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Dickinson, the Apple TV+ coming-of-age original starring Hailee Steinfeld as the young American poet, is back. And ET has an exclusive, extended look at the new season, which has everything: seances, house parties, day spas, barn-themed balls, new hotties and plenty of poetry!
“It’s more sophisticated and it’s sexier and more mature,” Steinfeld teases in the featurette.
Created, written and executive produced by Alena Smith, the Peabody Award-winning series continues to explore Emily’s passion for creative writing while also figuring out how to navigate life in the spotlight and society’s new thirst for celebrity.
“A part of her wants to be famous and another part of her is really scared by it,” Steinfeld says, adding that the celebrity culture is something she “was really excited to dig into” this season.
Of course, Emily is not the only one going through changes and finding herself facing unexpected, new challenges, as her brother Austin and Sue (Adrian Enscoe and Ella Hunt) settled into married life at the center of society’s attention, her mother (Jane Krakowski) searching for more satisfaction in her home and her sister Vinnie (Anna Baryshnikov) finding out what it means to be a modern woman.
“I’m really excited for the audience to come back home to these characters, but find that home has changed,” Smith says. “We get to stretch our wings and expand our world.”
And that expanded world, set in the 19th century in Massachusetts as America edges closer to Civil War, leads to some “twists and turns” and some “unexpected [moments],” Steinfeld told ET earlier this year. And with the addition of new characters, she says things get “pretty wild.”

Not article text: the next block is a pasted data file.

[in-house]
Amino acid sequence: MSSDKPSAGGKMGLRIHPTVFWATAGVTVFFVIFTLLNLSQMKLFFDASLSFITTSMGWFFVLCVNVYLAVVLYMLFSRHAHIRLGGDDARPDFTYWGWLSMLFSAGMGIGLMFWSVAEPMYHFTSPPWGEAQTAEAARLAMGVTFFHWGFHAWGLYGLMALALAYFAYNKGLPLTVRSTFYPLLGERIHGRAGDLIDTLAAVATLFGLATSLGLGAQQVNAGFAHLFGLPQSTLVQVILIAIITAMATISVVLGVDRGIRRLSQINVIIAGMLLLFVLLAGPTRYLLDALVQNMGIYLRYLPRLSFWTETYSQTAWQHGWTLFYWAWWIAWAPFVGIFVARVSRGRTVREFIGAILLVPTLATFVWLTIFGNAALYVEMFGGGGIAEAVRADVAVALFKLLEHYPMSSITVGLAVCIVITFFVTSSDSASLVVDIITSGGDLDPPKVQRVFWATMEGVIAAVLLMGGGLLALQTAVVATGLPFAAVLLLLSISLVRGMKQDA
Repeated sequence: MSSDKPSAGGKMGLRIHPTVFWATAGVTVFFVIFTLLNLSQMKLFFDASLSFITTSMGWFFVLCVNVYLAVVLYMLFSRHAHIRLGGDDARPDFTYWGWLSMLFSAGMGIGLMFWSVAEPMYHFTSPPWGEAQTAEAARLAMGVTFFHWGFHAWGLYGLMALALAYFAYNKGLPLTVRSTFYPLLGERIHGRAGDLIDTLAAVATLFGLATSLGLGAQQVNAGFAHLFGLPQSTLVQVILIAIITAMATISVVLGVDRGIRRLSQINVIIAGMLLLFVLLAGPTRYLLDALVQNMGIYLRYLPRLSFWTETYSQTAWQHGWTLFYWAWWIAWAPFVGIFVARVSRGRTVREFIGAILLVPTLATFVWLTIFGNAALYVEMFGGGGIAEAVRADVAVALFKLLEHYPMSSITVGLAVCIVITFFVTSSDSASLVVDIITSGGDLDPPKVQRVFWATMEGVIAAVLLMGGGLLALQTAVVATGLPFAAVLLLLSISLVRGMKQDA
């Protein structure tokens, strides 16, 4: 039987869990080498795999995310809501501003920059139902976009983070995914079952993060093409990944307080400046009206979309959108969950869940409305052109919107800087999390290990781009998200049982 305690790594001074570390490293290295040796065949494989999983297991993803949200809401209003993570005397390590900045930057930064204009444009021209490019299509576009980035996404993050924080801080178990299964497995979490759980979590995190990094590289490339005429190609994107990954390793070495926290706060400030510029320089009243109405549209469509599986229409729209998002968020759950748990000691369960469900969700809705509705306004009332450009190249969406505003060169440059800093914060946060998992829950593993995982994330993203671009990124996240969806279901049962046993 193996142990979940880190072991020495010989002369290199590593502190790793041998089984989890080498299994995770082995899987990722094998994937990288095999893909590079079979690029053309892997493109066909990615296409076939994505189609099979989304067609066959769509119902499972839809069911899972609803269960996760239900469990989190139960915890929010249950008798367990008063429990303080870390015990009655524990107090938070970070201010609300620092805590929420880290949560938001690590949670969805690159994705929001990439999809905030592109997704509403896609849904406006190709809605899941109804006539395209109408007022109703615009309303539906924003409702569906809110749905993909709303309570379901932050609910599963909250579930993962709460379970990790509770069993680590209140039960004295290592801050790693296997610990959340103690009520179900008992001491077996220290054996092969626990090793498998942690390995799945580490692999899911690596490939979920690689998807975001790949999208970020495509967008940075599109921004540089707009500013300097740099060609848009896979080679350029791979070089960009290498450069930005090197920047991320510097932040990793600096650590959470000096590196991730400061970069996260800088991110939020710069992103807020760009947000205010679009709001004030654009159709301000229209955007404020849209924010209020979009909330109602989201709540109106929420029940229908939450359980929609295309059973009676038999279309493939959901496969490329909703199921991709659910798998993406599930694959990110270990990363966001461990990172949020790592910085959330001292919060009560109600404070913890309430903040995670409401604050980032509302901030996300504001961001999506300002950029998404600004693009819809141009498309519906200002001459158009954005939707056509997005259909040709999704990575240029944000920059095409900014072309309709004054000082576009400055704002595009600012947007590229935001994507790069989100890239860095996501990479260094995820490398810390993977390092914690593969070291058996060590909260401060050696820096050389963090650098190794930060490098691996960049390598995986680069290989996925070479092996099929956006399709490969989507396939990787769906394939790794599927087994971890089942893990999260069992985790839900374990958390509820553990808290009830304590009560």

First is Finn Jones as the “young, ambitious” newspaper editor Samuel Bowles, who dangles fame in front of Emily, and Pico Alexander as Henry “Ship” Shipley, an Amherst College dropout who boards with the Dickinson family and finds a potential match in Vinnie.
Also joining the cast this season are Nick Kroll as Edgar Allan Poe, Timothy Simons as Frederick Law Olmstead, Will Pullen as Nobody and Ayo Edebiri as Hattie, “who is a little of an instigator and definitely opinionated.”
In addition to joining the cast, Edebiri also was brought on to write for the show’s second season to help “explore the inner lives of the Black characters in the show, and make sure that it wasn’t lip service,” she previously told ET.
Without giving too many details away about Hattie and the show’s other new Black characters, she said, “We actually got to give them storylines that were both poignant but also fun and cool.”
That also includes a barn-themed ballroom (seen in the video) that was definitely inspired by the underground, LGBTQ dance scene in New York City. “I just really loved the idea of having them get down and getting to have a full kiki,” Edebiri added.
While the show amps things up, from the sex and sophistication to the characters and challenges, Smith says that “my goal with this series is always to be using the life and work of Emily Dickinson as a funhouse mirror for what we are going through as people today.”